“I have an inch-thick folder where they approved an HMO procedure at Carle and then denied it when they got the bill. They sent me the bill for $11,000.”
The U.S. Centers for Medicare & Medicaid Services downgraded Aetna’s Medicare Advantage PPO plan from 4.5 to 3.5 stars in its annual ratings this month, placing it nationally below average.
“I’ve worked at the U of I, put all my years in. We’ve always had choices. We have no choice,” former employee Tenna Knox said to applause.
CMS followed proper procedure in contracting the plan, Brookhart said. She echoed Kwiatkowski in saying the state agency did away with the HMO option because of low enrollment.
“10% is very low because there were like three or four companies involved in that. So it was basically a business decision not to include an HMO,” Brookhart said in the post-meeting interview.
Four different HMO plans and one PPO plan were offered over the last decade, one HMO per county (with the exception of two HMO options in six counties) and a statewide PPO plan. Just one of those existing HMO plans, run by Aetna in 47 counties, covers 7,983 retirees and their dependents statewide, including 559 in Champaign County, according to Kwiatkowski.
Sen. Scott Bennett, (D) Champaign, and Rep. Mike Marron, (R) Fithian, sat in the front row of the meeting.
“One of the constituents that has a very big concern about this is my mother,” Rep. Marron said in an interview after it concluded.
There is language in the Constitution of the State of Illinois that states the benefits of members in “any pension or retirement system…shall not be diminished or impaired.”
“Certainly I’m not a constitutional attorney, so I’m somewhat limited. But I think that that’s something that’s worth looking at,” Marron said when reporters asked if the state cutting plan options from two (or in some cases three) down to one is a diminishing of benefits under the State Constitution.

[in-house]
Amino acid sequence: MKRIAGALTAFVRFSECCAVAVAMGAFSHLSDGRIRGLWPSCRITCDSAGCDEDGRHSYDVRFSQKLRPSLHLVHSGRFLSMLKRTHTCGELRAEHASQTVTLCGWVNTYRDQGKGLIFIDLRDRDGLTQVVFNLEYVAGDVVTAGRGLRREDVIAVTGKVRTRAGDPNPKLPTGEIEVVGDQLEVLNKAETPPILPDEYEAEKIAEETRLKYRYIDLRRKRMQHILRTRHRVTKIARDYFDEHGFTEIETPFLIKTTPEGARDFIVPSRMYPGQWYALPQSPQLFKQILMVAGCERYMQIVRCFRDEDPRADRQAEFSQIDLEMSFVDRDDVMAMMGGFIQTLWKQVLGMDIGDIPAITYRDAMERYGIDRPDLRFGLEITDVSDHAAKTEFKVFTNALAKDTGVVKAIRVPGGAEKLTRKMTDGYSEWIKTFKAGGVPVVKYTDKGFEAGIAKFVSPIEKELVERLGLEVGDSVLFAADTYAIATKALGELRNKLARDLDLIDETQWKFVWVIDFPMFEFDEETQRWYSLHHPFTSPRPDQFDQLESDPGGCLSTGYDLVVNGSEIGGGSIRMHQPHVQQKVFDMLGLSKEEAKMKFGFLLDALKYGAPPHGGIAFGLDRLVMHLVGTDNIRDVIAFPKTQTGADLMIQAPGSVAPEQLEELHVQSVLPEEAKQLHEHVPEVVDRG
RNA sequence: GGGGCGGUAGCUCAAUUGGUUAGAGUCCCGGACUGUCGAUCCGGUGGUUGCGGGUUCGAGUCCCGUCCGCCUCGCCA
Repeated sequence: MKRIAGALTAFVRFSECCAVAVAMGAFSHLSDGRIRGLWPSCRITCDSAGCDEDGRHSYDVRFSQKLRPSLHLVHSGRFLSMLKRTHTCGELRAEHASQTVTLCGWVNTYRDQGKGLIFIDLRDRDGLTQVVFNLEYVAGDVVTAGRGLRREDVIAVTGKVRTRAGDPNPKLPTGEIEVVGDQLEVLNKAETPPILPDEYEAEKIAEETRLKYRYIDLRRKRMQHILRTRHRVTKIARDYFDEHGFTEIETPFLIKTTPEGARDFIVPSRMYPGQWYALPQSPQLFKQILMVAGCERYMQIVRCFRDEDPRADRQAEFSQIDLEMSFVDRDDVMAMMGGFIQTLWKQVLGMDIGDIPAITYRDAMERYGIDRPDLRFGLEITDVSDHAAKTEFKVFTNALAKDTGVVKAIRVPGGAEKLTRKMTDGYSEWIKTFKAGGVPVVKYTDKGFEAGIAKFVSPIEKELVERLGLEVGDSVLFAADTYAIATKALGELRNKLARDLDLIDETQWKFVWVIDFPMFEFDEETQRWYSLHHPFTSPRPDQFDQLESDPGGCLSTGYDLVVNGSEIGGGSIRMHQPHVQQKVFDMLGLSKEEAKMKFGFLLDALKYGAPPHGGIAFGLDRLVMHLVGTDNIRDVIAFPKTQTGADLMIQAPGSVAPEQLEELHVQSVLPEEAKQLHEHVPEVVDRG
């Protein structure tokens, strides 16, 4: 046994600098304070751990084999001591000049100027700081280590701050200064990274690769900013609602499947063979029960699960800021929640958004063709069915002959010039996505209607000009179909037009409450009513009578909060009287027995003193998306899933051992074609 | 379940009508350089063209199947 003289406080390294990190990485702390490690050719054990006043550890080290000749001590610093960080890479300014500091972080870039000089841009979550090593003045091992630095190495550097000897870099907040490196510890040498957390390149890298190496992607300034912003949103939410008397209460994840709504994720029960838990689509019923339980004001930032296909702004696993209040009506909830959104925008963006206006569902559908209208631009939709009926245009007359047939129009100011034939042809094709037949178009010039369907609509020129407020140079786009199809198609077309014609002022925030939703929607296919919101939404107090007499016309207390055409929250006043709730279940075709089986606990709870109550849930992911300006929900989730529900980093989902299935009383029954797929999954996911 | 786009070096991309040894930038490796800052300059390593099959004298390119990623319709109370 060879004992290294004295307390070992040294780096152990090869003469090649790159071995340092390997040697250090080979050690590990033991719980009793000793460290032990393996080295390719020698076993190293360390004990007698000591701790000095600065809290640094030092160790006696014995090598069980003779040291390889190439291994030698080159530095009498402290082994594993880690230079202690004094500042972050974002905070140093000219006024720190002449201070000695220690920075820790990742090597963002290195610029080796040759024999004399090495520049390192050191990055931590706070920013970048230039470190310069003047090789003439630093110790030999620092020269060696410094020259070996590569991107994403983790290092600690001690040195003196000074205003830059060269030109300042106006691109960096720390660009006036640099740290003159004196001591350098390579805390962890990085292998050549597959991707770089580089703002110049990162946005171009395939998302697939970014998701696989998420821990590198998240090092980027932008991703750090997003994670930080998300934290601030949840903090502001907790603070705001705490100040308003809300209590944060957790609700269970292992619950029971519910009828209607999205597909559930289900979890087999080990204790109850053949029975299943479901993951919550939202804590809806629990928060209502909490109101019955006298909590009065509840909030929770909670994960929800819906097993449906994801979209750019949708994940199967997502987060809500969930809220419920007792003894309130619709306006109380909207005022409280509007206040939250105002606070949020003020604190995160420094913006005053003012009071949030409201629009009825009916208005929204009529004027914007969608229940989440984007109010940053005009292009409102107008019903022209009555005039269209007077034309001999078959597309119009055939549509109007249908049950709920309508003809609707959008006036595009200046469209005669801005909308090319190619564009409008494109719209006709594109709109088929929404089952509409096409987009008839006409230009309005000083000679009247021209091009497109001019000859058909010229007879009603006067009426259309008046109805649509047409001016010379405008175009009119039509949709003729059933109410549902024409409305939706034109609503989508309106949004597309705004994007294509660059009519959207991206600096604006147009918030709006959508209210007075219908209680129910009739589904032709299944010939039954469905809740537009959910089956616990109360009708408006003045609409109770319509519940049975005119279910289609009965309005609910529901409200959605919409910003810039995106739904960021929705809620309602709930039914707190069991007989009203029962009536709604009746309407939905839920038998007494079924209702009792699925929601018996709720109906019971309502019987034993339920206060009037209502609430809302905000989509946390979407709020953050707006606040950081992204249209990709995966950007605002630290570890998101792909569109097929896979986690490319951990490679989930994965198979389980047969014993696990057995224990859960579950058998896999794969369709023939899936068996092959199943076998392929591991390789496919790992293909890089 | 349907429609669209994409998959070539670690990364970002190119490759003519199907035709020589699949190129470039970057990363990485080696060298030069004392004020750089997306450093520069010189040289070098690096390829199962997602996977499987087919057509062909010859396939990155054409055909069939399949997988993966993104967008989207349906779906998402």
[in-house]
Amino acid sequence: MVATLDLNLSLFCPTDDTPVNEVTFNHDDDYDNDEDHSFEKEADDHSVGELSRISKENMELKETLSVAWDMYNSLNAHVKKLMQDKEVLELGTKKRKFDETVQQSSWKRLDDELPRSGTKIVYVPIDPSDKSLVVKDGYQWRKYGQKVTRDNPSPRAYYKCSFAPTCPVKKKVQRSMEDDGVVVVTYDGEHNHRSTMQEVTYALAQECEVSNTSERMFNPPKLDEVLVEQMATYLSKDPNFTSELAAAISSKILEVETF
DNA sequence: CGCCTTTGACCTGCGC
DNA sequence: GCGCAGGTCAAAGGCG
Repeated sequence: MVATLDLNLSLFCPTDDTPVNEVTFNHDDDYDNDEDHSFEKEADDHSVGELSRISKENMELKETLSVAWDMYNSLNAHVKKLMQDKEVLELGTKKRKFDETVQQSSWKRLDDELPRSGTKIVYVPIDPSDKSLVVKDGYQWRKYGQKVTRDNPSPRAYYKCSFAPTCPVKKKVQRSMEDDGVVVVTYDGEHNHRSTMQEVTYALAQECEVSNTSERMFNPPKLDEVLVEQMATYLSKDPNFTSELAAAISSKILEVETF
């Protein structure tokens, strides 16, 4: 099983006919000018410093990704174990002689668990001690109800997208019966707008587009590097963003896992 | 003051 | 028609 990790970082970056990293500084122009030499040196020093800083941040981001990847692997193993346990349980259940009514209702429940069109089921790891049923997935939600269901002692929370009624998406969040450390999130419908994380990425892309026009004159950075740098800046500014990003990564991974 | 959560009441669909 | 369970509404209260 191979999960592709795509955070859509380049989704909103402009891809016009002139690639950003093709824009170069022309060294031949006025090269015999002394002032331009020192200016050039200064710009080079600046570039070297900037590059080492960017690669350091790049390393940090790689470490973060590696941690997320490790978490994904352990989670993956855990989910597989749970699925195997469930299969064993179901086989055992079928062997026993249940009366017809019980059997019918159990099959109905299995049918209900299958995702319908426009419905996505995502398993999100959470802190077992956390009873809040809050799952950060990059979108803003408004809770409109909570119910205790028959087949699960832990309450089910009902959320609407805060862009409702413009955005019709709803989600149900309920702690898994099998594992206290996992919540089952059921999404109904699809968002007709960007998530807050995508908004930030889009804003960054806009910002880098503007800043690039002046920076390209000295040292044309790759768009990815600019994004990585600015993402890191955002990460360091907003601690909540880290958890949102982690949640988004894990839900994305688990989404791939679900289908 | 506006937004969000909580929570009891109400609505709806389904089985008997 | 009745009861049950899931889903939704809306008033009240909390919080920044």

Marron was open to additional legislation to ensure options and transparency in the process of vetting insurance companies.
“You know, I think that’s something that’s come up. Myself and Senator Bennett talked about that tonight, possible legislation that may fix this problem, maybe potentially expanding options under the TRAIL plan,” he said.
If legislation were to be passed during the Illinois General Assembly session in the spring, it wouldn’t impact retiree benefits for at least five years. That’s how long Aetna has the contract. CMS also has the option to extend it another five years beginning in 2028, or the state agency can start another procurement process.
“I think that we can, as legislators, try to address solutions for future problems so this doesn’t happen again, but the time is very short, the legislative process takes time,” Marron said.
“So I think we need to make sure that Carle and Aetna come to an agreement and these people are taken care of, and I know that’s what I will be doing: advocating on the on behalf of my constituents that have these concerns.”
SUAA says there’s ‘life after TRAIL’
SUAA leadership encouraged retirees to look at other Medicare Advantage plans in the meantime.
Medicare.gov revealed 23 options in Champaign County, Marlin said.
“They are not the same type of care as PPO, where you can go anywhere in the country and be served. They’re mostly HMO-type things.”
HMO plans are typically more affordable but come with more limited provider and hospital options, especially for seniors who travel often.
However cheap, several retirees in attendance worked for the state long enough that they don’t have to — and don’t expect to have to — pay a dime in health insurance premiums.
“I actually worked in the private sector for many, many years. And I went to work at the University of Illinois for much less money than the private sector,” Knox said in an interview before the meeting.
“I was looking ahead at my retirement and having good health insurance.”
There are a lot of unknowns in the Medicare Advantage market, Marlin said.
“The issue becomes, what is the difference in payment? What is the difference in care? There are all kinds of things that we haven’t had any time to research yet,” he continued.
“And most of the people involved with the state system, they’ve been in the system for 20 or more years. And they’ve never had to go through the process of trying to evaluate all these different options for care.”
SUAA leadership answered a lingering question Tuesday night: Retirees can opt out of state-sponsored benefits and opt back in as early as the following year. That includes spouses and dependents.
Brookhart strongly encouraged retirees to write Aetna and Carle with their stories. Associated addresses are posted on the SUAA website.